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The auto-runner stage. Since you’re always facing right, enemies coming from behind can’t be hit with the [A] attack. This makes the [A+B] double side attack that much more useful here.

 
Stage 4 Area 4 is the third to last level in the game, and it’s an elevator stage, and as prototypical of a concept as an elevator stage in a beat em up, Eight Man kinda does it in a cool way. The elevator platform is situated in front of a giant multi-storey-building-high robot. As you are riding up the platform fighting the same goons and uh…helicopters, the robot itself starts attacking with its hands trying to crush you. Later you reach the top of the robot body and notice that the head is missing. You climb up a bit more and then start fighting the floating head of the robot as boss of the level. It’s a cool way to create a real sense of space and progression in an elevator stage since you know that you’re halfway there once you reach the abdomen. The hands attacking midway through adds another level of tension, and the missing head was an unexpected surprise, adding a little twist to a known beat-em-up archetype.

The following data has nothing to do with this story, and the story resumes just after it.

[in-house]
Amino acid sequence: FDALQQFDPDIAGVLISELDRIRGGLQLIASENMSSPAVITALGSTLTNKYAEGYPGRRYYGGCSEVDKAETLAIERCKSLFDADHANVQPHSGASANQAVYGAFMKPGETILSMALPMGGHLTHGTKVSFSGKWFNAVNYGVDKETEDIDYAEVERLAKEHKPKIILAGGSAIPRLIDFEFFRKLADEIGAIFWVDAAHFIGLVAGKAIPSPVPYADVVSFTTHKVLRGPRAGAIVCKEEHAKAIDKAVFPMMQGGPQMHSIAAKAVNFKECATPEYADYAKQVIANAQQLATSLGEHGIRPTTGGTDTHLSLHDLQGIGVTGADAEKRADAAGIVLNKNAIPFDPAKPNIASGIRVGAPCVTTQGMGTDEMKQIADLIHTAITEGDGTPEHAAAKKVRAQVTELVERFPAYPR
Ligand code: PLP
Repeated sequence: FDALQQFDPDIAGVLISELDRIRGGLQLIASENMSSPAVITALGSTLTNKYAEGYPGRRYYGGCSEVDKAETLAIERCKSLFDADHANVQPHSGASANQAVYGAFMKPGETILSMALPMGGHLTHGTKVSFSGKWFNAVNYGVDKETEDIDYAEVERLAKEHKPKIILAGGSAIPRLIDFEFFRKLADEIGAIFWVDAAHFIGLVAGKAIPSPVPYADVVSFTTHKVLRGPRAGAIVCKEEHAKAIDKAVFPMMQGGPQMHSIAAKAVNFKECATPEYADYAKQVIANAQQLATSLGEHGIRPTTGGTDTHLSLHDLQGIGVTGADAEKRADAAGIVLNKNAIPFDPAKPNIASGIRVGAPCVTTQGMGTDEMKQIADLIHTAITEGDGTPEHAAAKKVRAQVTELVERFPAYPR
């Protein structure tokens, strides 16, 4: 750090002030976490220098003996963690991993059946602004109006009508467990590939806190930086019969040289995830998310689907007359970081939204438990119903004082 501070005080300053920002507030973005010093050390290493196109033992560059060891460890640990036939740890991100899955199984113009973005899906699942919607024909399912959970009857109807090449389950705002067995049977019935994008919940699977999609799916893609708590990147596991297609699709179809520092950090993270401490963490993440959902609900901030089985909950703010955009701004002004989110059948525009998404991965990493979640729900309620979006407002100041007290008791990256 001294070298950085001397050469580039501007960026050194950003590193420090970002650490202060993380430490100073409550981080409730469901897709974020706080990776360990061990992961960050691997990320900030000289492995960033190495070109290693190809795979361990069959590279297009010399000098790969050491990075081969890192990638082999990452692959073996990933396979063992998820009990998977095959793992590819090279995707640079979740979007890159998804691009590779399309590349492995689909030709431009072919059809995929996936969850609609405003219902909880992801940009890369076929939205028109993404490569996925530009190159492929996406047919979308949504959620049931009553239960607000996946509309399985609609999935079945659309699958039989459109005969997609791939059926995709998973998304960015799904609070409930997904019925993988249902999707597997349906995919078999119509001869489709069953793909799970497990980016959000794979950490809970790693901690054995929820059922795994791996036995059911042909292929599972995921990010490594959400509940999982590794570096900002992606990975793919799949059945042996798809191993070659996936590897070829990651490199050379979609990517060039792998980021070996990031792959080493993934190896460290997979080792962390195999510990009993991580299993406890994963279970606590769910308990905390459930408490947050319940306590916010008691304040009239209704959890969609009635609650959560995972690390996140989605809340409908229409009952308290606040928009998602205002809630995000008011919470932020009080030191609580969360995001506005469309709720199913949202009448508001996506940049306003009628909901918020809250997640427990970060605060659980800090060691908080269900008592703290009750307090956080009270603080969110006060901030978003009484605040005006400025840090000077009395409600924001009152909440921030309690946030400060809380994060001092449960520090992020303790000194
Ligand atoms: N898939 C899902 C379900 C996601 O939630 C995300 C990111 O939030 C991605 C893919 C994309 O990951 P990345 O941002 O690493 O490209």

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This is another cool mega-boss stage where you’re dealing with a giant flying fortress, first starting from below it…

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…then riding in front of it…

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and finally on top where you’re expected to destroy this “core” of sorts

Once you defeat the robot head (which sometimes turns into a brain? or maybe the brain was always in the robot head but it just chooses to reveal itself now and then?), it blows up and reveals a weird skeleton ghost, and the last 2 remaining levels are just an extended boss fight with said skeleton ghost.
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The Giant Robot is getting…handsy.

 
Eight Man overall is a case where the story surrounding the game is probably more interesting than the game itself. On its own, Eight Man is just an unassuming average beat em up but with robots and mutants and other scifi trappings instead of just thugs in tough streets. There are some cool touches like the running stages, or the giant multi-stage flying fortress boss (it actually resembles more the flying fortress boss from Stage 3 of R-Type. It’s more a shoot-em-up style boss than a beat-em-up one) or the elevator stage, but none of that is enough to lift the game from mediocrity. 
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Creepy floating head brain boss!